Younger residents push housing demand in Trenton

Greater Trenton, a nonprofit dedicated to economic revitalization in Trenton, has released a study stating that younger singles and couples representing 68 percent, or the largest share, of the new downtown housing market.

The study also revealed a “strong demand” for up to 760 housing units in the area.

“We’re excited about Trenton’s growing residential market demand, which will help fuel economic activity throughout the city,” Mayor Eric Jackson said. “More residential and mixed-use development will enhance downtown Trenton as a sought-after living destination, as well as a premier state capitol and a business destination.”

The study was conducted by Zimmerman/Volk Associates Inc., which also found that demand for 600 of the 760 units in downtown Trenton includes apartment rentals, with the remaining housing mix including for-sale condominiums and rowhouses/townhomes. Approximately 64 percent of Trenton’s population that changed residences between 2014 and 2015 moved from elsewhere in Mercer County, and another 21.5 percent moved from another county in New Jersey, most notably from Middlesex, Burlington, Somerset and Monmouth counties, or from Bucks County, Pennsylvania.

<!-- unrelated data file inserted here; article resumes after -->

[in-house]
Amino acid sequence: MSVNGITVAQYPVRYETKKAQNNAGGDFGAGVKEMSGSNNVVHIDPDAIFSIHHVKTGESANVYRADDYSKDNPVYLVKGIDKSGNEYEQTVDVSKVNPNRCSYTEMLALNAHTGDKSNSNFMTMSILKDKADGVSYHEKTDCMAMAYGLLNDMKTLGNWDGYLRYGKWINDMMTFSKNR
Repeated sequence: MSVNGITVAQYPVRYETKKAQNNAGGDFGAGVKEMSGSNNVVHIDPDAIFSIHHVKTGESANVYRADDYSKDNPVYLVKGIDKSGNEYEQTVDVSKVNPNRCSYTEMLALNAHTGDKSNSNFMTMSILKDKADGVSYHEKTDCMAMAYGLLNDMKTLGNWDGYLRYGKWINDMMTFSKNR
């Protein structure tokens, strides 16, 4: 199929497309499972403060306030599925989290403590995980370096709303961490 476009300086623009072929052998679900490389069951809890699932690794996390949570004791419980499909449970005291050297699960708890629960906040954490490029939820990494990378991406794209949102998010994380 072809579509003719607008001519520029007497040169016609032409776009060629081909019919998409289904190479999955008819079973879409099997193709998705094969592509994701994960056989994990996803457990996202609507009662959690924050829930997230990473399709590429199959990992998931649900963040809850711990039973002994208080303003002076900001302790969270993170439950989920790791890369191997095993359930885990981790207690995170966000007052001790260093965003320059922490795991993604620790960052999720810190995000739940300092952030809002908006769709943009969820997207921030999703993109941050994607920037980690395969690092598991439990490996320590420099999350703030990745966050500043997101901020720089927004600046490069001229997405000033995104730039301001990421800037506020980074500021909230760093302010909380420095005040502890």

“Combining Trenton’s affordability and multimodal transit orientation with its quality of life assets in downtown Trenton, including its riveting history and historic buildings, vibrant arts community, landmark museums, parks, upcoming neighborhoods and more, it’s no wonder why there’s a growing demand for housing here,” Greater Trenton CEO George Sowa said. “However, to maximize Trenton’s residential market, it will be important to focus on developing higher-density housing types while also redeveloping existing buildings in downtown Trenton.”